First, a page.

Living computers: RNA circuits transform cells into nanodevices

The interdisciplinary nexus of biology and engineering, known as synthetic biology, is growing at a rapid pace, opening new vistas that could scarcely be imagined a short time ago.

In new research, Alex Green, a professor at ASU’s Biodesign Institute, demonstrates how living cells can be induced to carry out computations in the manner of tiny robots or computers.

The results of the new study have significant implications for intelligent drug design and smart drug delivery, green energy production, low-cost diagnostic technologies and even the development of futuristic nanomachines capable of hunting down cancer cells or switching off aberrant genes.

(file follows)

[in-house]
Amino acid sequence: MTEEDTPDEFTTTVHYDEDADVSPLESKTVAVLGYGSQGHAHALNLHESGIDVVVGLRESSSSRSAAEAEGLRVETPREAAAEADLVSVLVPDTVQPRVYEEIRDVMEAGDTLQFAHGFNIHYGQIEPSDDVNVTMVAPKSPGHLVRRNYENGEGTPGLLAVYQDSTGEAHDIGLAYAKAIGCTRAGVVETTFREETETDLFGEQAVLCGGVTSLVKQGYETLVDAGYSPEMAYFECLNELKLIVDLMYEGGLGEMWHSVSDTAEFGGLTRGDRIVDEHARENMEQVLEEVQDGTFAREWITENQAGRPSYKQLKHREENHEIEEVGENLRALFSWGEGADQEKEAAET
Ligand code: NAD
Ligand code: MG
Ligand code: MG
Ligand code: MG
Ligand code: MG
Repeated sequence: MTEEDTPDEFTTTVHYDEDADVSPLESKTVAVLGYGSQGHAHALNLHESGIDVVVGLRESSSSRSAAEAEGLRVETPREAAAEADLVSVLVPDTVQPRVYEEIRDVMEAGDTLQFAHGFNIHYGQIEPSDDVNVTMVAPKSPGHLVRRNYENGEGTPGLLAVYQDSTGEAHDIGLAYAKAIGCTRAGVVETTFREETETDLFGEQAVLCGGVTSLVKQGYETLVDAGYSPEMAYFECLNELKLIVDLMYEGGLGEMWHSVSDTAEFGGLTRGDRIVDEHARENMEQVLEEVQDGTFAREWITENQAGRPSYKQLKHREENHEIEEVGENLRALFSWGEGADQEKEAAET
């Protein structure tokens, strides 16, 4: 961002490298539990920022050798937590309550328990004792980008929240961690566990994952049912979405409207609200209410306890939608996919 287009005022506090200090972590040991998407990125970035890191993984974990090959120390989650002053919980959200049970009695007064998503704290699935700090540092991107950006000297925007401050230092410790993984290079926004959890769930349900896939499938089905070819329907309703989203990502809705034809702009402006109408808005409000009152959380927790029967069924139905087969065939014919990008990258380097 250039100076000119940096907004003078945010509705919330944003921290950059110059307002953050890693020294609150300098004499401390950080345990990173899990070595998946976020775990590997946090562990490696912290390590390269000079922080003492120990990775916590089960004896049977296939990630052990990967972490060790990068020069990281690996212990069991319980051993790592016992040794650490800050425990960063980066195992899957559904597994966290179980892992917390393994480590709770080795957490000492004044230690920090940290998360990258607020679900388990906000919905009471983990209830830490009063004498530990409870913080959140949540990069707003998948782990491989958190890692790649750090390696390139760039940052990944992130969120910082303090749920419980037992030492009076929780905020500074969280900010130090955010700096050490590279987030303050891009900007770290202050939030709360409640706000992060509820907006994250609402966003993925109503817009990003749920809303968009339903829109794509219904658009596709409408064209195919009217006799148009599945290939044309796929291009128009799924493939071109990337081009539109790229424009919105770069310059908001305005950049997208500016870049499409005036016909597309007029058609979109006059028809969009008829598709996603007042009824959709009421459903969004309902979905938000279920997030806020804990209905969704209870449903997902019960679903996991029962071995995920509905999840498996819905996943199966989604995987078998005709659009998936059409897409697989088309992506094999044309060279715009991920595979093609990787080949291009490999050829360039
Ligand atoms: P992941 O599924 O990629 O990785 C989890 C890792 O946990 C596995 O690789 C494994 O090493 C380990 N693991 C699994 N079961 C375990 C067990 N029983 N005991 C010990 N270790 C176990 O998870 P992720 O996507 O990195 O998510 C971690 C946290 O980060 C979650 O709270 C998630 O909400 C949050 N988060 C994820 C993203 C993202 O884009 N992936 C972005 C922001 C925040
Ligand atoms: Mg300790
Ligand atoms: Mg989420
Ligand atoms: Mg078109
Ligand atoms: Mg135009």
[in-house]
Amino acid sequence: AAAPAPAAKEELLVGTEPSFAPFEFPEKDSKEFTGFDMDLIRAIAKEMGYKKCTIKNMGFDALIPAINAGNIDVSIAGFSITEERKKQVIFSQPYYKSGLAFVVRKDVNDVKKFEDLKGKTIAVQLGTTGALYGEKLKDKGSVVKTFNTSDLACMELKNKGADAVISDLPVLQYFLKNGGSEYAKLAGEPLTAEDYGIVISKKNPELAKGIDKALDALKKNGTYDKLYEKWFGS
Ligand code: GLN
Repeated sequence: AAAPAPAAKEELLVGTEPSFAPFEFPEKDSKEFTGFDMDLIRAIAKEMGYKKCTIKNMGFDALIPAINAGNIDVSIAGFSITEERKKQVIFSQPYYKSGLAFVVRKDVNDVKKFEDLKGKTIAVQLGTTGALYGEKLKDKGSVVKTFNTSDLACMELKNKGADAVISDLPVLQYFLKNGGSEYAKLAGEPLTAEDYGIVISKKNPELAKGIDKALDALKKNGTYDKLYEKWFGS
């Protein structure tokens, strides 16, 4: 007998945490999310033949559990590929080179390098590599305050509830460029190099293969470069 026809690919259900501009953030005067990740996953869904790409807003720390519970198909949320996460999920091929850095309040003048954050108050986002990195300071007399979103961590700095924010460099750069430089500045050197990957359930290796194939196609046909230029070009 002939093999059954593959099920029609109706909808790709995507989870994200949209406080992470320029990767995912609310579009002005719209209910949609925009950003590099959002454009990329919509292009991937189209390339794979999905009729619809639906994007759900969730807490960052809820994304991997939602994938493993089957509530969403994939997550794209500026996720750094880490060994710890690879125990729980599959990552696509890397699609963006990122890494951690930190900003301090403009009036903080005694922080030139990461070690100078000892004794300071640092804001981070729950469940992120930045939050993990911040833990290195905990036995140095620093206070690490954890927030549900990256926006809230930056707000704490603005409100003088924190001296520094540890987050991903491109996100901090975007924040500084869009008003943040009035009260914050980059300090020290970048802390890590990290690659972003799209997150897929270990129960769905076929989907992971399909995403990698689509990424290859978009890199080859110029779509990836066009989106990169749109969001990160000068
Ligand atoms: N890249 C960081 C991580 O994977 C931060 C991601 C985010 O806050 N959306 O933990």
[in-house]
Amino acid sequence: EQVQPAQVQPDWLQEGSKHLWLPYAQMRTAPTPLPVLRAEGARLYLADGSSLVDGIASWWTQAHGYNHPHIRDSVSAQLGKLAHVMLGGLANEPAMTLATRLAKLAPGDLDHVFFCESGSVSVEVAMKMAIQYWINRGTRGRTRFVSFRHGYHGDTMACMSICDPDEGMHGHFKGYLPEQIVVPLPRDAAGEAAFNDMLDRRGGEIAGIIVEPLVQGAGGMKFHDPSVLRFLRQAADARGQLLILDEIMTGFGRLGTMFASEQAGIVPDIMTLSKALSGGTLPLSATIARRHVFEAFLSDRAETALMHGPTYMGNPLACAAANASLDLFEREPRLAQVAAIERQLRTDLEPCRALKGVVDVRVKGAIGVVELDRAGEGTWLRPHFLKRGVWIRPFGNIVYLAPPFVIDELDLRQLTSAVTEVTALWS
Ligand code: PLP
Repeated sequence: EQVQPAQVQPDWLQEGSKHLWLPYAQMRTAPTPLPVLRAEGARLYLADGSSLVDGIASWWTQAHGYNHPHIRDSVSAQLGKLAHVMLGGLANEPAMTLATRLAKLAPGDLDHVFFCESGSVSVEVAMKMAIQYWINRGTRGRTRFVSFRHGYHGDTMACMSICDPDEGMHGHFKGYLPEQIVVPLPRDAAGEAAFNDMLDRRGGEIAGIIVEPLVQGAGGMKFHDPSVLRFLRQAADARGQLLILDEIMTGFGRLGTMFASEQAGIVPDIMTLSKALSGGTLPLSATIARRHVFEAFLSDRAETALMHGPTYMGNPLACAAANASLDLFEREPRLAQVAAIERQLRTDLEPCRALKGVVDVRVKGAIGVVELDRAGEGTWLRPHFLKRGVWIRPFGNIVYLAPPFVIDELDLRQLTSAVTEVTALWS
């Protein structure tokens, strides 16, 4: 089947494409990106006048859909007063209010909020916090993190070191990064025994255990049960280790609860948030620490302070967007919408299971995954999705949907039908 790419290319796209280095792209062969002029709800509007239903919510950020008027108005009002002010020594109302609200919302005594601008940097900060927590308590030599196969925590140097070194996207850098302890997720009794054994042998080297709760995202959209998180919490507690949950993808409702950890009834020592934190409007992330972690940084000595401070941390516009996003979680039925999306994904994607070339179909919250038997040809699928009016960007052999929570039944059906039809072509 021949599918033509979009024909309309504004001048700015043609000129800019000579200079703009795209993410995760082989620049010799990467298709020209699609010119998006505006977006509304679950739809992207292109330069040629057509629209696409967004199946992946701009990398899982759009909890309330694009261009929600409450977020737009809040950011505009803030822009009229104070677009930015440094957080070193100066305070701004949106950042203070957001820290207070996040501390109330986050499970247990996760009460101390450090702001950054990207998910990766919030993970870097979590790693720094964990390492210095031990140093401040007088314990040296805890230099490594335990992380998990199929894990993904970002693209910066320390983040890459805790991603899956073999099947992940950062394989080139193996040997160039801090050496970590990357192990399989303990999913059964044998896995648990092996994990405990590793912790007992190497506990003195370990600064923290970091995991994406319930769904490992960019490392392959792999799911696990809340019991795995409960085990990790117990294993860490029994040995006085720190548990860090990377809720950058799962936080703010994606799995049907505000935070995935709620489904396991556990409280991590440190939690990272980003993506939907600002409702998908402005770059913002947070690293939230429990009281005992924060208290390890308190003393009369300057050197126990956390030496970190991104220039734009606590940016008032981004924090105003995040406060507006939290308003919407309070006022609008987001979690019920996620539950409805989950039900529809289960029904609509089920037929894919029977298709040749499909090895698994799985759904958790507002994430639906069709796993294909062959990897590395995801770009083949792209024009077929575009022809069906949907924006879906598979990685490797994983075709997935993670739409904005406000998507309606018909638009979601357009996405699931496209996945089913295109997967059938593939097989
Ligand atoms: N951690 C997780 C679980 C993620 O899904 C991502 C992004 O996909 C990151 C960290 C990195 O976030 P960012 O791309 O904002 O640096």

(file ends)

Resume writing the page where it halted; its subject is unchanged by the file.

“We’re using very predictable and programmable RNA-RNA interactions to define what these circuits can do,” says Green. “That means we can use computer software to design RNA sequences that behave the way we want them to in a cell. It makes the design process a lot faster.”

The study appears in the advance online edition of the journal Nature.

Designer RNA

The approach described uses circuits composed of ribonucleic acid or RNA. These circuit designs, which resemble conventional electronic circuits, self-assemble in bacterial cells, allowing them to sense incoming messages